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Cambridge Institute for Sustainability Leadership (CISL)

the role of supermarkets in mitigating food insecurity

The affordability and accessibility of nutritionally adequate and culturally appropriate food is influenced by access to good jobs, welfare support and transport (amongst other determinants), and strongly linked to physical and mental health and wellbeing outcomes. Collaborative efforts to improve food insecurity is therefore a top priority for place-based action. CISL recognise that food retailers are an integral part of the country’s food as well as wider social systems.


About the project

Currently supermarket actions targeting food insecurity typically feature two strands (or models) of activity, namely:

  • Emergency support to residents in food poverty (the more common),
  • Indirect support to third sector organisations engaged in supporting people in need.

Our recent work suggests there may be room for an additional strand of activity, based on some ad hoc examples of practice across the UK, going beyond the above measures, towards leveraging stores ‘everyday’ positioning in communities to reach marginalised groups, co-locate support services/agencies in-store, promote inclusion and offer immediate pragmatic support.  As such, there may be benefits to explore around mobilising the ‘anchor positioning’ of stores towards multiple social goals tackling food insecurity more holistically.


Impact and relevance

In the context of the ongoing cost of living crisis in the UK and reliance of increasing number of people on food banks, this study responds to food retailers’ strong presence in communities and integral role in current food systems.

It is important to understand what kind of investments by supermarkets, such as in campaigns and grant-funding, are of value to place-based partnerships addressing food insecurity and its drivers in local communities. Understanding how to be more effective with such investments is crucial, including engaging with the right networks and organisations to support capacity and sustainability of preventive actions in the long term.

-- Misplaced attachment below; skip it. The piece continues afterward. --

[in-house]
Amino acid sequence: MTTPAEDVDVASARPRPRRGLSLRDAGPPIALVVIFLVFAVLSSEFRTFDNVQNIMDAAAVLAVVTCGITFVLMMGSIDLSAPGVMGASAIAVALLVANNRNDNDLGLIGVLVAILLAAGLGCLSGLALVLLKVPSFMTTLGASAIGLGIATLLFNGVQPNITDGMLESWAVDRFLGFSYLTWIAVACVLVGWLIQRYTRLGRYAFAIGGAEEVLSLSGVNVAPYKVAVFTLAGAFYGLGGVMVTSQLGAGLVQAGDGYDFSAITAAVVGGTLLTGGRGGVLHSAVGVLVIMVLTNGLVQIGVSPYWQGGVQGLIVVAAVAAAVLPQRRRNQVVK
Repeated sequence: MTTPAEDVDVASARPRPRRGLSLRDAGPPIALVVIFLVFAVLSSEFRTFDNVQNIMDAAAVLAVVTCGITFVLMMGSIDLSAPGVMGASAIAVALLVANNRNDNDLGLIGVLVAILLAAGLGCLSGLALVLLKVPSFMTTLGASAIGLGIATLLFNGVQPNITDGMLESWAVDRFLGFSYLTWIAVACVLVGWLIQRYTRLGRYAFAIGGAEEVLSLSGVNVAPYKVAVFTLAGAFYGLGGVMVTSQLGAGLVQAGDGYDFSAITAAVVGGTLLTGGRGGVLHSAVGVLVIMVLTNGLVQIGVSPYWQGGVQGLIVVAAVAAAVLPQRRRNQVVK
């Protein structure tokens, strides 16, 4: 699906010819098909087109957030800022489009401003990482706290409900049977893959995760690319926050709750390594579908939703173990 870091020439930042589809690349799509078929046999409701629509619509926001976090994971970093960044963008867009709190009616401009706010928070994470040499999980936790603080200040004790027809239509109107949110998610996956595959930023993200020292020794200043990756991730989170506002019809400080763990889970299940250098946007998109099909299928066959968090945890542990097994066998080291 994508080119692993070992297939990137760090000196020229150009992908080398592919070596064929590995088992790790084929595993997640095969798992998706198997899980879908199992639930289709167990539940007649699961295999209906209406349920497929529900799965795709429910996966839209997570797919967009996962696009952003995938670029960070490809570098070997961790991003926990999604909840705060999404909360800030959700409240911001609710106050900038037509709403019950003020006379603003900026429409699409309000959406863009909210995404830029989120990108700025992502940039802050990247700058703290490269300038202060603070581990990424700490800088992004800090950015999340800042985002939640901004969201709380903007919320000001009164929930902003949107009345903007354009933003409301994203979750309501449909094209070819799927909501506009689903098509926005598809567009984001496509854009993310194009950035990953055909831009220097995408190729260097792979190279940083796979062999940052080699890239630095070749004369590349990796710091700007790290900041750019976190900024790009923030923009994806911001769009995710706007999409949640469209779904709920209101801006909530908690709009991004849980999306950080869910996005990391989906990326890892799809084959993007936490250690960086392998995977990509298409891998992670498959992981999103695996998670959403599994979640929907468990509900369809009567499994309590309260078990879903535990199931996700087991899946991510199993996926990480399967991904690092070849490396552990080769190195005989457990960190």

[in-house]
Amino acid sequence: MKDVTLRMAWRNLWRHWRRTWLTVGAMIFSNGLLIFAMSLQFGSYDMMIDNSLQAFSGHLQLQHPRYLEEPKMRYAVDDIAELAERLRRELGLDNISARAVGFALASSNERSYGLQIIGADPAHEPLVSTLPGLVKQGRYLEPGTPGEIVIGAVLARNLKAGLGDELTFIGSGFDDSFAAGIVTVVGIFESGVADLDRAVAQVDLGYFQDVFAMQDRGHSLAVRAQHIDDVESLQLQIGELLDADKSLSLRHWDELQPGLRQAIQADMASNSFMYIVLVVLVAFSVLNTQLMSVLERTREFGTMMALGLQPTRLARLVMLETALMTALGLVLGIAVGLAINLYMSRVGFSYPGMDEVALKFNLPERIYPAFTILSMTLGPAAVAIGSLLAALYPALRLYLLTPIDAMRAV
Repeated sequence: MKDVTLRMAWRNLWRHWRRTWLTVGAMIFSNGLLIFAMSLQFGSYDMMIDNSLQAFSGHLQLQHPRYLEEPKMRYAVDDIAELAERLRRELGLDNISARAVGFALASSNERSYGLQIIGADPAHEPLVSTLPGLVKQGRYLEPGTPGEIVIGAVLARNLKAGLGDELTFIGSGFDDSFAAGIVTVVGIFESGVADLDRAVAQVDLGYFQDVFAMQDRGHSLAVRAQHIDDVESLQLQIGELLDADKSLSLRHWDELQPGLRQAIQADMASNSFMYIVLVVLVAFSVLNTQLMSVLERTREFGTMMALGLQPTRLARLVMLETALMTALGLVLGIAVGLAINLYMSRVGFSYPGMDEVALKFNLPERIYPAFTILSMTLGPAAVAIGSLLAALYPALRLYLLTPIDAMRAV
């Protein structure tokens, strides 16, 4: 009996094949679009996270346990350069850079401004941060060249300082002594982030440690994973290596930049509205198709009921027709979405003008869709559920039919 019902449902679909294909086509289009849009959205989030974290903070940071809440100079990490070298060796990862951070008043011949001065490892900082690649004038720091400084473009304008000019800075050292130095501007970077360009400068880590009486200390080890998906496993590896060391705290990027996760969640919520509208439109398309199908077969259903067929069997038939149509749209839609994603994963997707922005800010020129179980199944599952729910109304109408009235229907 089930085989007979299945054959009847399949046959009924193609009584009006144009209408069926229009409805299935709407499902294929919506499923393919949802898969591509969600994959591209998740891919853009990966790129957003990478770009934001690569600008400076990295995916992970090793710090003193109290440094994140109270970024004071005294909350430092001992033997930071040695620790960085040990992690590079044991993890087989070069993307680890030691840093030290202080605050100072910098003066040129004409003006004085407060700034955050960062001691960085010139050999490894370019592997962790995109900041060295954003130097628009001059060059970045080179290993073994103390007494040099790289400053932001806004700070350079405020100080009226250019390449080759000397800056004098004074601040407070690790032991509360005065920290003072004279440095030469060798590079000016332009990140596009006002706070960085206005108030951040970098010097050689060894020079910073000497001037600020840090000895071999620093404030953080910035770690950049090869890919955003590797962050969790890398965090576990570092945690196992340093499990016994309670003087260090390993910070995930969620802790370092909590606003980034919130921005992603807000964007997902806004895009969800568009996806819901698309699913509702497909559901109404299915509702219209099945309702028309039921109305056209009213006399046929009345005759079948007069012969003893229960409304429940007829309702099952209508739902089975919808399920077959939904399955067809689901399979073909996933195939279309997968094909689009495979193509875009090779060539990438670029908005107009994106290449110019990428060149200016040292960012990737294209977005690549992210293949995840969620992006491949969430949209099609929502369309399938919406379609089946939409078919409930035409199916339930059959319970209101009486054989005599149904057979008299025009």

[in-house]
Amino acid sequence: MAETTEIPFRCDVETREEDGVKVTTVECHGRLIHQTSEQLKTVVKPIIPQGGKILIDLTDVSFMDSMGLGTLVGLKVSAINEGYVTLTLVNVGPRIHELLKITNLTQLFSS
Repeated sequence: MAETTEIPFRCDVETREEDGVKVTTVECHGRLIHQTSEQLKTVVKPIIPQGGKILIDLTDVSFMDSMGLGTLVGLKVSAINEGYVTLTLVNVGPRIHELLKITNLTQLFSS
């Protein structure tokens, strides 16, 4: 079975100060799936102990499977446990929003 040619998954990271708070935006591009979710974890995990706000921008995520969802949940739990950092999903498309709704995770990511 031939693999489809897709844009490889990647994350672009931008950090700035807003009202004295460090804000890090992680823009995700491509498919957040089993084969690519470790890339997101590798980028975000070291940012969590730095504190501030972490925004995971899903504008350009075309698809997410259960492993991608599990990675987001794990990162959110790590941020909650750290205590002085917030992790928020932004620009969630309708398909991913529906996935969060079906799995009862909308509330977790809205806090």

Through locality-focused fieldwork, the proposed project will identify the likely pathways to impact on food insecurity from typical and more innovative actions by supermarkets, as well as the cross sectoral collaborations and supporting infrastructure needed to make a difference at different levels of ‘Place’. We will undertake engagement at two levels of ‘Place’: the city or local authority footprint; and the ‘hyper-local’, (neighbourhood level). We will investigate collaboration at both these levels, on drivers of food insecurity (e.g. economic and physical access, nutrition and health, national drivers, stigma), and aim to identify the system levers and resources that supermarkets do and could mobilise as part of area-wide strategies to reduce food insecurity amongst priority neighbourhoods).

The research will be undertaken under the following work packages:

1. Strategic area-level. We will identify the system levers and mechanisms that supermarkets do and could engage with as part of area-wide strategies to promote greater resilience, for example reducing food insecurity amongst priority communities.

2. Neighbourhood level. We will focus on neighbourhood collaborations for action on food insecurity, where and how supermarkets do or could contribute positively, identifying opportunities and challenges.



We will work with the stakeholders who engage in the research to identify desirable outcomes from the research and preferences regarding dissemination of findings. However, we anticipate developing actionable outputs for stakeholders to:

  • Identify the types of investments deemed of value to place-based work on food insecurity.
  • Identify enablers and barriers to effectively engaging in place-based partnerships tackling food insecurity (from the point of view of the community, local food system partners, and supermarkets).
  • Offer a framework to guide investments at a place-based level to improve drivers of food security, identifying levers of change and supportive infrastructure applicable to statutory and VCS stakeholders as well as supermarkets.


Collaborators and funding

This work is supported by a philanthropic gift from Sainsbury’s plc.


This project builds on the research undertaken on supermarket initiatives to support community wellbeing which was recently concluded through the Asda Fellowship.

Caroline Lee

Prince of Wales Global Sustainability Fellow


Twitter: @cazzerlee